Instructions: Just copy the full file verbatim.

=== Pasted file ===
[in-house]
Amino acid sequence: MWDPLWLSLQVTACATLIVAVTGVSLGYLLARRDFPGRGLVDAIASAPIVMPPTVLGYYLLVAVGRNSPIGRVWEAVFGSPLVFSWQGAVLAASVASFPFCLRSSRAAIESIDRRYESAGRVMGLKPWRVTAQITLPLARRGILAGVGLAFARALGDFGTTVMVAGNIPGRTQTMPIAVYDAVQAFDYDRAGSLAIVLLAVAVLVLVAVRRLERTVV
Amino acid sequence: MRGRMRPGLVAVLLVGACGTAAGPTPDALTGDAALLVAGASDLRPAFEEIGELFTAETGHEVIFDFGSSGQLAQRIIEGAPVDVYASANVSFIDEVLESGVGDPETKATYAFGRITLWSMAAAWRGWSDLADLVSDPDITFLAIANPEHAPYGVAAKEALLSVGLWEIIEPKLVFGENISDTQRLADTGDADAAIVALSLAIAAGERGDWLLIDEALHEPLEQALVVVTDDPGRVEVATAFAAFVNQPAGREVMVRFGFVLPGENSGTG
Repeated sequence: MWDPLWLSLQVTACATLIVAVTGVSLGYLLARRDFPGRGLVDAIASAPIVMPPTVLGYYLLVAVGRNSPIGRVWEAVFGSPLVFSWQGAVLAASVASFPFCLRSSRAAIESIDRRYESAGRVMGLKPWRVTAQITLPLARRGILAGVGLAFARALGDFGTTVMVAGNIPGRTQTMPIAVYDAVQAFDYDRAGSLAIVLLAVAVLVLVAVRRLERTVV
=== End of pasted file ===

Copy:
[in-house]
Amino acid sequence: MWDPLWLSLQVTACATLIVAVTGVSLGYLLARRDFPGRGLVDAIASAPIVMPPTVLGYYLLVAVGRNSPIGRVWEAVFGSPLVFSWQGAVLAASVASFPFCLRSSRAAIESIDRRYESAGRVMGLKPWRVTAQITLPLARRGILAGVGLAFARALGDFGTTVMVAGNIPGRTQTMPIAVYDAVQAFDYDRAGSLAIVLLAVAVLVLVAVRRLERTVV
Amino acid sequence: MRGRMRPGLVAVLLVGACGTAAGPTPDALTGDAALLVAGASDLRPAFEEIGELFTAETGHEVIFDFGSSGQLAQRIIEGAPVDVYASANVSFIDEVLESGVGDPETKATYAFGRITLWSMAAAWRGWSDLADLVSDPDITFLAIANPEHAPYGVAAKEALLSVGLWEIIEPKLVFGENISDTQRLADTGDADAAIVALSLAIAAGERGDWLLIDEALHEPLEQALVVVTDDPGRVEVATAFAAFVNQPAGREVMVRFGFVLPGENSGTG
Repeated sequence: MWDPLWLSLQVTACATLIVAVTGVSLGYLLARRDFPGRGLVDAIASAPIVMPPTVLGYYLLVAVGRNSPIGRVWEAVFGSPLVFSWQGAVLAASVASFPFCLRSSRAAIESIDRRYESAGRVMGLKPWRVTAQITLPLARRGILAGVGLAFARALGDFGTTVMVAGNIPGRTQTMPIAVYDAVQAFDYDRAGSLAIVLLAVAVLVLVAVRRLERTVV